Tube Radio Info Needed.

Discussion in 'General Electronics Chat' started by ross, May 7, 2012.

  1. ross

    Thread Starter Member

    Jul 30, 2010
    46
    0
    Hi all,I know my way around solid state stuff fairly well,but I have recently started to restore an old Philips Radio model 168 portable ac/dc 6 Tubes and a magic eye,trouble is its hard for me to follow the schematic! Mainly because there are no corresponding numbers on the chassis to orientate myself with and some of the components are completely alien to me, :confused: so does anyone know of anywhere or any links so that an ignoramus like me can be comprehensively enlightened to this ancient craft ?LOL Ive tried the premier site in Australia but the site is more vintage than my radio.
     
  2. Lundwall_Paul

    Member

    Oct 18, 2011
    220
    19
    Can you post the schematic and list the tube numbers? be glad to help.
     
  3. bertus

    Administrator

    Apr 5, 2008
    15,647
    2,346
    #12 likes this.
  4. chuckey

    Well-Known Member

    Jun 4, 2007
    75
    10
    First of all, an AC/DC set normally has its chassis connected to one side of the mains. It is extremely dangerous if this is the LIVE side of the mains. Best to use an isolating transformer. Also the HT line ~250v DC is connected to the mains via a low value resistor and a rectifier so it is also very dangerous. Live old timers alway keep one hand in their pocket while poking around in these sort of sets.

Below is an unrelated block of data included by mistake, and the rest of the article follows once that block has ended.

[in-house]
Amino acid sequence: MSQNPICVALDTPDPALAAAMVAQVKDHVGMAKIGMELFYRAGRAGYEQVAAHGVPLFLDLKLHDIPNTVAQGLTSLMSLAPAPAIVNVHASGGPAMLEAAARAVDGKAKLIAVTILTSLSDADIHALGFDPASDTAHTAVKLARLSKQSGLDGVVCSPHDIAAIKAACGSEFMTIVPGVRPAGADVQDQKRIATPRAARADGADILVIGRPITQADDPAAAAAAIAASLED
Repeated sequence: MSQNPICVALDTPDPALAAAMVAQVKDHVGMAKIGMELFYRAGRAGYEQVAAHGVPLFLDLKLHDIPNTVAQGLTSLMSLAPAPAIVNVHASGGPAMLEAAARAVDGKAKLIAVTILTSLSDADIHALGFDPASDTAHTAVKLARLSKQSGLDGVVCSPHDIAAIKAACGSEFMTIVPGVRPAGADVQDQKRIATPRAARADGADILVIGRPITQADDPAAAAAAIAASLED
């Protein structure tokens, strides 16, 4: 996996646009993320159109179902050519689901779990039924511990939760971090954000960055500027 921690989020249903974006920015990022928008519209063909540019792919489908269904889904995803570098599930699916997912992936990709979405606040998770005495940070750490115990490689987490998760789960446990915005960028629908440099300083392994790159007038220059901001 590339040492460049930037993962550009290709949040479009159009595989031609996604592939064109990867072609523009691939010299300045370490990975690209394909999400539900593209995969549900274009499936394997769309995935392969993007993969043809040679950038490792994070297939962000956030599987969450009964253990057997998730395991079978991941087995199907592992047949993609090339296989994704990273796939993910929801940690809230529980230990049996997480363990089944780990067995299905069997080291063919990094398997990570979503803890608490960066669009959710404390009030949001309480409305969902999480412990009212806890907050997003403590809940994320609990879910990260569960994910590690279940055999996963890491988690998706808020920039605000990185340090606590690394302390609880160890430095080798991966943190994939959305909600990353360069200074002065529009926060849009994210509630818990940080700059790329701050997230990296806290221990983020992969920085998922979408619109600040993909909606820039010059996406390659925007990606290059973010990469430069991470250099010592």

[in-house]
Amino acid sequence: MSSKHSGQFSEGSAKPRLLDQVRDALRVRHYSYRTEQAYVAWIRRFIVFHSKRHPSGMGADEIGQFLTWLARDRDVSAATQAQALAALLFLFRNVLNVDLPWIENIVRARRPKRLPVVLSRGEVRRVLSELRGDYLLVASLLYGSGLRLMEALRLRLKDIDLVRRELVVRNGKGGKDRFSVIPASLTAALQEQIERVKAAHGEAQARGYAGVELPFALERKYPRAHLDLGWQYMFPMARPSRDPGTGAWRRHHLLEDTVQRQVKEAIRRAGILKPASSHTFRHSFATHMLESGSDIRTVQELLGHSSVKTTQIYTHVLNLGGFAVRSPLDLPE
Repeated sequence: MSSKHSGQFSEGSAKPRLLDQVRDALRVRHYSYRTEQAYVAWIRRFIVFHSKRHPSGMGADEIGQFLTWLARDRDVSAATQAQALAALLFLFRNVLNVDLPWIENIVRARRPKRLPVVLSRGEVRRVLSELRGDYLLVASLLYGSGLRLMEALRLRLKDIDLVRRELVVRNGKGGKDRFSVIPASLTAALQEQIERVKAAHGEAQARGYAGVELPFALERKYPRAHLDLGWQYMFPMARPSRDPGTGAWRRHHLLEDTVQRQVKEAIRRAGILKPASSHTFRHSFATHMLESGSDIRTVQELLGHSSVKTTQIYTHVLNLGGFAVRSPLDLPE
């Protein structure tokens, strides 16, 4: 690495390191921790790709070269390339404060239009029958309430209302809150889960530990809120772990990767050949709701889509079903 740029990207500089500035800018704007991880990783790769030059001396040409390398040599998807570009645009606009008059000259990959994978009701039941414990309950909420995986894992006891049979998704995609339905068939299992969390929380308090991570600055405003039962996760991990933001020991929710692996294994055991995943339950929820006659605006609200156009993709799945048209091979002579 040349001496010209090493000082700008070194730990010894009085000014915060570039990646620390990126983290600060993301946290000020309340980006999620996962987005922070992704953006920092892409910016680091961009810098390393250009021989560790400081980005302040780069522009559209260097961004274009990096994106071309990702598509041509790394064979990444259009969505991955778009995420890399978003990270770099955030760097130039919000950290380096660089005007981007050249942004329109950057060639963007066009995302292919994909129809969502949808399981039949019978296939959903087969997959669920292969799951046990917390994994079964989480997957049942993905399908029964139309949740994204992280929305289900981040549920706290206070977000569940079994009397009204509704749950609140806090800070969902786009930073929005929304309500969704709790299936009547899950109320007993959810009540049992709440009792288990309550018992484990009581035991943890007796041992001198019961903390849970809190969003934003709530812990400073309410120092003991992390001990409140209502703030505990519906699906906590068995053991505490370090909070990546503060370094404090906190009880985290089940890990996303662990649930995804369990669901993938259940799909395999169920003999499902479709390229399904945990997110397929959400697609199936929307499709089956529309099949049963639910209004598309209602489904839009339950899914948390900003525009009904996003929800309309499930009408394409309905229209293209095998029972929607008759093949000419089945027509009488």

Valves were made in families, "E" = 6.3V filaments has a filament transformer. "U" = 100 mA filaments - fils all in series - no transformers. "P" 300mA fils - fils in series - no transformer. Apart from their filaments ratings, their connections were the same and the control grids were on pin 2 for a B9a base.
    So whats wrong with the set? With these sort of sets the HT rectifier (UY 85?) and or the sound output (UL84/ UCL82?) dies.
    Keep those fingers out.
    Frank
     
  5. #12

    Expert

    Nov 30, 2010
    16,276
    6,788
    Ah yes, one of my personal rules about electricity, "There is no such thing as an old, stupid, repairman."

    Wear dry shoes, stand on something dry like a rubber mat (concrete is not dry), keep one hand in your pocket when it's plugged in, don't let anyone touch you, don't let anyone talk to you, don't get in a position where you're going to bust your head or your elbow if you flinch, use tools with insulated handles, measure for both AC and DC voltage from the chasis to earth ground to see if it's "hot", stuff like that.
     
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